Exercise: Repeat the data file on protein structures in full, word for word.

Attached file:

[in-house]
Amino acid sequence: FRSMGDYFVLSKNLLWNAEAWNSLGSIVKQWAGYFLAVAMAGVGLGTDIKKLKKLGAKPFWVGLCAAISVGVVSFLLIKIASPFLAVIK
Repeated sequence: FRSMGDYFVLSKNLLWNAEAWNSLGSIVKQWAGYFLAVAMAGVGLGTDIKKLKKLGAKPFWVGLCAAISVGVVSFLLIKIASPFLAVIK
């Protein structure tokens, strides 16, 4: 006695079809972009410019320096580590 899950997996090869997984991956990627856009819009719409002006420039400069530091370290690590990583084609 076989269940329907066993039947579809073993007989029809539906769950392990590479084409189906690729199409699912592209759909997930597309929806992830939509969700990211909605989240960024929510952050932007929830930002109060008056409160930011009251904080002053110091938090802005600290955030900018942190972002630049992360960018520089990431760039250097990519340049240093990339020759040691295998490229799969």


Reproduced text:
[in-house]
Amino acid sequence: FRSMGDYFVLSKNLLWNAEAWNSLGSIVKQWAGYFLAVAMAGVGLGTDIKKLKKLGAKPFWVGLCAAISVGVVSFLLIKIASPFLAVIK
Repeated sequence: FRSMGDYFVLSKNLLWNAEAWNSLGSIVKQWAGYFLAVAMAGVGLGTDIKKLKKLGAKPFWVGLCAAISVGVVSFLLIKIASPFLAVIK
């Protein structure tokens, strides 16, 4: 006695079809972009410019320096580590 899950997996090869997984991956990627856009819009719409002006420039400069530091370290690590990583084609 076989269940329907066993039947579809073993007989029809539906769950392990590479084409189906690729199409699912592209759909997930597309929806992830939509969700990211909605989240960024929510952050932007929830930002109060008056409160930011009251904080002053110091938090802005600290955030900018942190972002630049992360960018520089990431760039250097990519340049240093990339020759040691295998490229799969």